Post-Traumatic Growth: Research, Insight and Clinical Applications

Course materials are available as articles.

In an age in which stressors are ubiquitous, the experience of trauma is more common than not. The key to surviving such tragedies is by moving through the events and the symptoms that arise as a result into a phase of insight and reconfiguration referred to as Post-Traumatic Growth.

This is an advanced course that offers 6 documents, primarily presenting research and clinical application of Post-Traumatic Growth (PTG). Foundational information about PTG is available in each of the articles, followed by research about the development of PTG in populations that have been exposed to adverse events. The final document provides additional resources and references are provided for further study, but they are not part of the course.

Educational Objectives

  • Identify the five domains of Post-Traumatic Growth.
  • Describe how Post-Traumatic Growth can occur even in the presence of Post-Traumatic Stress Disorder (PTSD).
  • Discuss the development of Post-Traumatic Growth in a variety of different populations.
  • Explain how certain factors influence the development of Post-Traumatic Growth (PTG).


  • Introduction to Post-Traumatic Growth (PTG) , Post-Traumatic Stress Symptoms (PTSS) and Post-Traumatic Stress Disorder (PTSD)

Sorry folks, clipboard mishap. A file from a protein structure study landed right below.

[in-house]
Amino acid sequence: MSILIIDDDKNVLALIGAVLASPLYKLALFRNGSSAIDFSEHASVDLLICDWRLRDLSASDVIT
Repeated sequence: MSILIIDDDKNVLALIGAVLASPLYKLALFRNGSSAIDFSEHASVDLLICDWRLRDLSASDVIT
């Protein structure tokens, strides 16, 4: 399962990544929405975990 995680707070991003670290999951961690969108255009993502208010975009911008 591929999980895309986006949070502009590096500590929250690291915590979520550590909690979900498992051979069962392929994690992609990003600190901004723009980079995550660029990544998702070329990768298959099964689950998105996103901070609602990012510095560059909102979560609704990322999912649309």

• Five Domains of Positive Change
      • Personal strength or self-perception
      • Relationships with others
      • Appreciation for life
      • Recognition of new possibilities
      • Spiritual change
  • The Transformational Model of PTG
    • Curvilinear relationship between PTSD and PTG
    • Impacts of social support, spirituality, age at onset of trauma, event intentionality, and frequency of adversity types on the development of PTG
  • Unidirectional vs. Bidirectional Models of PTG
  • The Adaptive Value of PTG
    • PTG as a coping strategy
    • PTG as a positive psychological outcome
  • Applications to Clinical Populations
    • Children
    • Students
    • Student athletes
    • Survivors of Intimate Partner Violence
    • Survivors of sexual abuse
    • Survivors of violent crime
    • War veterans
    • Survivors of natural disasters
    • Survivors of Cancer
    • Trauma workers vicariously exposed to adverse events